MOZART: Violin Sonata in C Major, K. 303; Violin Sonata in D, K. 7; Violin Sonata in G, K. 301; Violin Sonata in F, K. 30; Violin Sonata in E-flat Major, K. 481 – Rachel Podger, baroque violin/ Gary Cooper, fortepiano – Channel Classics

by | Nov 24, 2005 | SACD & Other Hi-Res Reviews | 0 comments

MOZART: Violin Sonata in C Major, K. 303; Violin Sonata in D,
K. 7; Violin Sonata in G, K. 301; Violin Sonata in F, K. 30; Violin
Sonata in E-flat Major, K. 481 – Rachel Podger, baroque violin/ Gary
Cooper, fortepiano (Vol. 2 of series) – Channel Classics Multichannel
SACD CCS SA 22805,  73:20 ****:

There seems to a surge of academic and musical interest in what used to
pass as Mozart’s juvenilia: scholars are still unsure of how much help
father Leopold Mozart provided to his young son in order to create a
suitable repertory for the wunderkind’s tour to Paris (1764) to perform
for King Louis XV. The influence of Johann Christian Bach and the
galant style permeate the youthful sonatas, conceived as klavier
sonatas with violin accompaniment. Sister Nannerl comments in her
notebook that the music is in “no way inferior to the music of a full
grown man.” In the gorgeous opening Adagio for the K. 30 Sonata in F,
written for Princess Caroline van Nassau-Weilberg, we hear something of
Gluck’s Orfeo, the plaint to the “Larvae,” combined with an elegant
cantabile from a piano concerto. Mozart is 22 at the time of his
writing the Sonata in C, K. 303 and Sonata in G, K. 301. By 1778 Mozart
is a past master of the galant style, and his ability to sustain rapid
figures and to make operatic arias in the course of supplemental themes
provides a paragon of compositional elegance. The Mozart of 1785 who
composed the K. 481 has entirely matched the violin and piano; and the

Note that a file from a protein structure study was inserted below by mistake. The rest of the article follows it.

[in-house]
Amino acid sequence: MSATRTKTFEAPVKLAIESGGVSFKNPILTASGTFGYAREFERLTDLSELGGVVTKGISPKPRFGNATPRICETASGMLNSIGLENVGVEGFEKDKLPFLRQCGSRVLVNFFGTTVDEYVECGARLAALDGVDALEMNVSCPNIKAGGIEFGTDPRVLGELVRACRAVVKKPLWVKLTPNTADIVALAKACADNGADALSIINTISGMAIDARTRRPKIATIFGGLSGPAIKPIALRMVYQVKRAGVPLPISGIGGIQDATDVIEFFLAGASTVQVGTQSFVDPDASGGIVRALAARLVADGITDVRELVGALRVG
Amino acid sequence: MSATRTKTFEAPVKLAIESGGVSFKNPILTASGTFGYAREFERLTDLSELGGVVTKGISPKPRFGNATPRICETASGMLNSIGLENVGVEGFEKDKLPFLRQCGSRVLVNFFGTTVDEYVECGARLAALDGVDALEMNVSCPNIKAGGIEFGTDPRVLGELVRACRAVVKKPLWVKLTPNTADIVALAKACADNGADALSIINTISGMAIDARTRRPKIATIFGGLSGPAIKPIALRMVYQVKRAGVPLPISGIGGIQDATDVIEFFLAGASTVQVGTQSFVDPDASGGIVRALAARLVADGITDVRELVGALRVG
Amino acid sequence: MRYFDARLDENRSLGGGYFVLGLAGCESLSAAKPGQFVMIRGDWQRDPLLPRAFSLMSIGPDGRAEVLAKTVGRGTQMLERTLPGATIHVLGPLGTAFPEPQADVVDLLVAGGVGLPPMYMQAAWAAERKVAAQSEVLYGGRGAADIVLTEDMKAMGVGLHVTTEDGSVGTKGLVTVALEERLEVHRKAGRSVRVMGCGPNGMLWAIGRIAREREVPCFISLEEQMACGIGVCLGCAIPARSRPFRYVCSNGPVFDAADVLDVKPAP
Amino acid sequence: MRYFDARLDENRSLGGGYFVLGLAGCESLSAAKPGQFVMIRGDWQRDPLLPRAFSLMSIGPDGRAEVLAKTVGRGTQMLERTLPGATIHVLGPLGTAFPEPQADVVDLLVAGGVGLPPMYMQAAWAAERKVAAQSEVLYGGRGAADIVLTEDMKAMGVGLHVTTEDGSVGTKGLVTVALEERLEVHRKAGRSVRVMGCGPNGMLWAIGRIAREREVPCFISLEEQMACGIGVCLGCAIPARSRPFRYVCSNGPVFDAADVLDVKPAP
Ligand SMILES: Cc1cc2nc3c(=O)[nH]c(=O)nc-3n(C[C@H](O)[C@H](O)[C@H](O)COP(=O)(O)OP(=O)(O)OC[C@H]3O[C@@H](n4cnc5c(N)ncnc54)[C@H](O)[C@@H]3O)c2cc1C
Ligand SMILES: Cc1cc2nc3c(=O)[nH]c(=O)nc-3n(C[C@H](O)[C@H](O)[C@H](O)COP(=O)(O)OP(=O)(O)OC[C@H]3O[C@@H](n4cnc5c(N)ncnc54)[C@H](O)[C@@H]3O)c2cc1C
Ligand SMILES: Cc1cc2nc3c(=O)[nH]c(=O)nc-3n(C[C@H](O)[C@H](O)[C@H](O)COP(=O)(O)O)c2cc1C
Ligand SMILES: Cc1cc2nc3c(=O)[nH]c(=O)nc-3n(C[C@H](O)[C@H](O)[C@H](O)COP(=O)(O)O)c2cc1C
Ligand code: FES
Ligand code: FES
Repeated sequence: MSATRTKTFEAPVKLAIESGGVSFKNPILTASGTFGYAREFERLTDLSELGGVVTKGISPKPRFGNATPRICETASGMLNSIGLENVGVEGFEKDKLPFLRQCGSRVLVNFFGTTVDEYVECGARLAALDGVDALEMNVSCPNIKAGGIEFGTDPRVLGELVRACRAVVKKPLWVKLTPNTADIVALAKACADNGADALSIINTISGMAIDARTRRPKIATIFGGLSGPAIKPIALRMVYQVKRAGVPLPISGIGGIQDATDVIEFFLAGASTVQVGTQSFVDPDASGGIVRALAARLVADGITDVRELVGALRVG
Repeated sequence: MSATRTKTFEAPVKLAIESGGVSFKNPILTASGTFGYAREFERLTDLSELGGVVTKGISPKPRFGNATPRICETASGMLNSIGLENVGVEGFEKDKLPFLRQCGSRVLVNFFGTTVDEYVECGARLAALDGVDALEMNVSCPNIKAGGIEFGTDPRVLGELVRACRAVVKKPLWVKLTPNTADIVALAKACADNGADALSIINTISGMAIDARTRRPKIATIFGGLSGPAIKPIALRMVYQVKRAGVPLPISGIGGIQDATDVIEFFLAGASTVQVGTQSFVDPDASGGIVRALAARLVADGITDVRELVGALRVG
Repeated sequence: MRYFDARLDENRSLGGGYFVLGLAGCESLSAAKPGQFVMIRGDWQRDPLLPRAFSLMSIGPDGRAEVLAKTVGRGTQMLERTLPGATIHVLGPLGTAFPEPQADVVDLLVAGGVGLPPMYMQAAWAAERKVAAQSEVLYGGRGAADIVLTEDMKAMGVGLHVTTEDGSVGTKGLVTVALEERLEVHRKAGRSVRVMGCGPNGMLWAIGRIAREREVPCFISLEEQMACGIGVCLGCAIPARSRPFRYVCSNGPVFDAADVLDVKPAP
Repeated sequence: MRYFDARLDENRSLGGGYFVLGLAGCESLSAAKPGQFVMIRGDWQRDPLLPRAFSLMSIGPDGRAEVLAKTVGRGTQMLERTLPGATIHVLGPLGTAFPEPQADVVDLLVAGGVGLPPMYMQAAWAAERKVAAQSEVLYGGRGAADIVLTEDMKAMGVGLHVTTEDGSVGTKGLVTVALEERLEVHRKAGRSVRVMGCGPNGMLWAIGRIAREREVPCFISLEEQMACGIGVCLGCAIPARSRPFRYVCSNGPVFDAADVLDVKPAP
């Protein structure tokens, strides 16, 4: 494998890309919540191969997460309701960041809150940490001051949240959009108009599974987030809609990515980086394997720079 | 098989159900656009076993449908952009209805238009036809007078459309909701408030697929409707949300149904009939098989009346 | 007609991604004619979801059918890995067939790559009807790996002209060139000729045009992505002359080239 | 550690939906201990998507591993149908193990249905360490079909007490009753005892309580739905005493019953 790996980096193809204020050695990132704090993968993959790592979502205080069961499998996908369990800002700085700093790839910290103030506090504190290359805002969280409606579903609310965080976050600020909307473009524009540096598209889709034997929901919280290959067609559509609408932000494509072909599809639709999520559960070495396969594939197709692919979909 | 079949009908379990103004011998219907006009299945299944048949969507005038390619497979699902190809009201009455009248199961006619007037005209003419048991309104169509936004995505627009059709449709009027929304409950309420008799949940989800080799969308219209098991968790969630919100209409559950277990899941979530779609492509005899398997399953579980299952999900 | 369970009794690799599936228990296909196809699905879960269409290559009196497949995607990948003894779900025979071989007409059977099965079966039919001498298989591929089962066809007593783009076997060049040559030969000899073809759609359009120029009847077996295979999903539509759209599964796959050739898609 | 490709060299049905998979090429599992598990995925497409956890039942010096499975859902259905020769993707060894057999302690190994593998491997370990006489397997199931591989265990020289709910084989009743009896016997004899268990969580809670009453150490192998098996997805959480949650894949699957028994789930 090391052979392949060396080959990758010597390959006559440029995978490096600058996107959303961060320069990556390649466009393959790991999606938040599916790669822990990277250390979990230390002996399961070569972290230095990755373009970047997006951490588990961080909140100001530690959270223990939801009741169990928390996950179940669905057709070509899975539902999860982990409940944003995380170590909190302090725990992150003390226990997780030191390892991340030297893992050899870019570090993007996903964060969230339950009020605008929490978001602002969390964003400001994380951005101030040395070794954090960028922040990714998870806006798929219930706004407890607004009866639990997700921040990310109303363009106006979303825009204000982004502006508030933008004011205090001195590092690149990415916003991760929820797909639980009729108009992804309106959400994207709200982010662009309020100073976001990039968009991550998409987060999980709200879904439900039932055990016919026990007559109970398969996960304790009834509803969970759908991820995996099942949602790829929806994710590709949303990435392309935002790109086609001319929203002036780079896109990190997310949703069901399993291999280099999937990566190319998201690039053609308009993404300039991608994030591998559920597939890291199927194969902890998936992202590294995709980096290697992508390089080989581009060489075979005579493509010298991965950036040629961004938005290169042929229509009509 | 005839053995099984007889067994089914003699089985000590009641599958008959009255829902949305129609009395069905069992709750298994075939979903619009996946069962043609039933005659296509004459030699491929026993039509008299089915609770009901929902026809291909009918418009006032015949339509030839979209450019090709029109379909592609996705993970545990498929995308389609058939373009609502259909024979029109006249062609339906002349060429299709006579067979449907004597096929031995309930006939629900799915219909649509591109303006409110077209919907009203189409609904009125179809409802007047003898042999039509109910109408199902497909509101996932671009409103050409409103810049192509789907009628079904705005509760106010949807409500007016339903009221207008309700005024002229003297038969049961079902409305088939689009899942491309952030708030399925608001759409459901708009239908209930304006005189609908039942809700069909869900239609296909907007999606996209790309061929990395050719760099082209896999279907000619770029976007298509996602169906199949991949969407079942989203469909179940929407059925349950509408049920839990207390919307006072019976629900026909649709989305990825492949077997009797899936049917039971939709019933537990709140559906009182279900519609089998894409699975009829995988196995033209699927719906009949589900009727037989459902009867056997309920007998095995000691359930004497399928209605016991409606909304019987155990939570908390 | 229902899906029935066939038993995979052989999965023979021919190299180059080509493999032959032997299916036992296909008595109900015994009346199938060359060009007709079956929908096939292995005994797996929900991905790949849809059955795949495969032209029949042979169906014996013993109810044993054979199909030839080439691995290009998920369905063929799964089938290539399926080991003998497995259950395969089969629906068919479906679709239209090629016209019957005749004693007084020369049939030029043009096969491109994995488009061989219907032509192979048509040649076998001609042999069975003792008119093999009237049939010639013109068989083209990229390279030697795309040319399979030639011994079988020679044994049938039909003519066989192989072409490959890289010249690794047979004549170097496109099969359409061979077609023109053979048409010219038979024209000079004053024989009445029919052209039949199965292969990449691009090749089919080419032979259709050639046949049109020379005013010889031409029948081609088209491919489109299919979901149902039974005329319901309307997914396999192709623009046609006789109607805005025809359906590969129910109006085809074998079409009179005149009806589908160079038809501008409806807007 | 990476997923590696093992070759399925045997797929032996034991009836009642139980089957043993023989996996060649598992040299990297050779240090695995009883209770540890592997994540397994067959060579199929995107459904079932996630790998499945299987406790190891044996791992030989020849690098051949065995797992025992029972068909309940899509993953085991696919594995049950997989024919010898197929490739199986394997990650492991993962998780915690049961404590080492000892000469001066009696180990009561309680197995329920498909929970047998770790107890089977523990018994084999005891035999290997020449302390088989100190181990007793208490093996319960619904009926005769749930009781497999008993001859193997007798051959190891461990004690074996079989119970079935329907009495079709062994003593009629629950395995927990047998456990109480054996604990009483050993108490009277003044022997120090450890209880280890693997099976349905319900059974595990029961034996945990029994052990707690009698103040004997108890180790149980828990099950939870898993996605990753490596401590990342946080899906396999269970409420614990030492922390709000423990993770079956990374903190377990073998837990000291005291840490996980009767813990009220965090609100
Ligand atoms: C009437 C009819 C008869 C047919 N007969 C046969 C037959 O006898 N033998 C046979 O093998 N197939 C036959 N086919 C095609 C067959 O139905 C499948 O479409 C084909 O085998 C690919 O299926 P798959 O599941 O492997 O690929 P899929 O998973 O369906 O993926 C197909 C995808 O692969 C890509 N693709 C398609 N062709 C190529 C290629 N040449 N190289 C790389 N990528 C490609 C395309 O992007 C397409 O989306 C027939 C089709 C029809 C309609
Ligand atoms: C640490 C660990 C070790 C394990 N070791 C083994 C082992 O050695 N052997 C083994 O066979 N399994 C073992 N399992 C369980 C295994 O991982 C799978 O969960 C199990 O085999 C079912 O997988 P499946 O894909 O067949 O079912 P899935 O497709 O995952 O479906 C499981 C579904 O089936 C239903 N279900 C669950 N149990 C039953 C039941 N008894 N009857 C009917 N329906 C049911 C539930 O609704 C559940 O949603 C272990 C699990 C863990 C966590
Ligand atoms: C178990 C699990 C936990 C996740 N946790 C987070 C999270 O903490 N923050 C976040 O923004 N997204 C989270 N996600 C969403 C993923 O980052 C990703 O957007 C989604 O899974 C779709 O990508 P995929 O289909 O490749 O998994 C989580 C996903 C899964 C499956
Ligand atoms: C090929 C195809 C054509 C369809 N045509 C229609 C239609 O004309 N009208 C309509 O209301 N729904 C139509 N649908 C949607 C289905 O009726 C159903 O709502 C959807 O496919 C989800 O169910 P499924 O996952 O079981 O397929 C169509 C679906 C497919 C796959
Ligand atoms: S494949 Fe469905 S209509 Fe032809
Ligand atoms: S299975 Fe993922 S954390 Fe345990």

dramatic impulses, balanced as they are by arioso and presto filigree,
will affect a certain Beethoven. The Adagio of K. 481 is among the
masterpieces of Mozart’s violin sonata output, and it several times
drew conductor George Szell to find a violinist with whom he could
perform it.

I must confess I had been perfectly prepared to dismiss this disc as
just another round of Mozart sonatas by predictably adept young
talents. Wrong! Recorded in 2004 in surround sound, the sonority of the
two instruments–the light action of the fortepiano, a reproduction of
an Anton Walter instrument from 1795, does not lessen the burnished,
rich sound-blends most felicitously, with Podger’s stepping in and out
of the evolving musical tissue like a nimble dancer. The entire range
of performances enjoys a fresh, brisk ambiance, a feeling of
improvisation much in keeping with the composer’s original intent as
audition pieces to impress royal patrons. The E-flat Sonata, however,
stands apart as the aesthetic experience par excellence, a work whose
nebulous genesis rivals the origin of the last symphonies. This pair of
young artists projects the piece in its profound transparency, a
classical column reverberating with romantic energies.

–Gary Lemco

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